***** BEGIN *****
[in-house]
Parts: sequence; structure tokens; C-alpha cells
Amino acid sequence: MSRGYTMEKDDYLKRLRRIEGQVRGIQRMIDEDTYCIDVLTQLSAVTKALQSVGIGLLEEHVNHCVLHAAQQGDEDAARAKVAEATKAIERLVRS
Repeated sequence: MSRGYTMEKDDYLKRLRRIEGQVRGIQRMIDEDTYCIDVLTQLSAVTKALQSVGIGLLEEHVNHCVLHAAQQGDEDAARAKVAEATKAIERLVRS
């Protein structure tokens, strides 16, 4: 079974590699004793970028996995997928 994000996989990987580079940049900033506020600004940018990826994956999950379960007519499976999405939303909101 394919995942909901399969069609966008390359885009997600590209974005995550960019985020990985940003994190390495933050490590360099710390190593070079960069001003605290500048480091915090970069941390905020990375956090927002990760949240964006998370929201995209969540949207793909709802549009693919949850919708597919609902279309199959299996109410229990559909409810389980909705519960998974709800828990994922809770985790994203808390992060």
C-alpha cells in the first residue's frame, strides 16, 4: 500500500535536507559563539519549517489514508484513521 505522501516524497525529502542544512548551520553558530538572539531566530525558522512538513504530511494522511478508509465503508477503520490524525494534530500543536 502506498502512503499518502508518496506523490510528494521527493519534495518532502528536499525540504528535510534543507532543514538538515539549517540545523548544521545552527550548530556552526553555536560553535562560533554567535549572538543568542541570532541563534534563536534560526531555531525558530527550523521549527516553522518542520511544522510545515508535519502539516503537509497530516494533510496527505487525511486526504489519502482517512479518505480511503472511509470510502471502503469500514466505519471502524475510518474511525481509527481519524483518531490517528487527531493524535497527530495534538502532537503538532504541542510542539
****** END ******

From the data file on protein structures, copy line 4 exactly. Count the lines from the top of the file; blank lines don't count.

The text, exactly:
Repeated sequence: MSRGYTMEKDDYLKRLRRIEGQVRGIQRMIDEDTYCIDVLTQLSAVTKALQSVGIGLLEEHVNHCVLHAAQQGDEDAARAKVAEATKAIERLVRS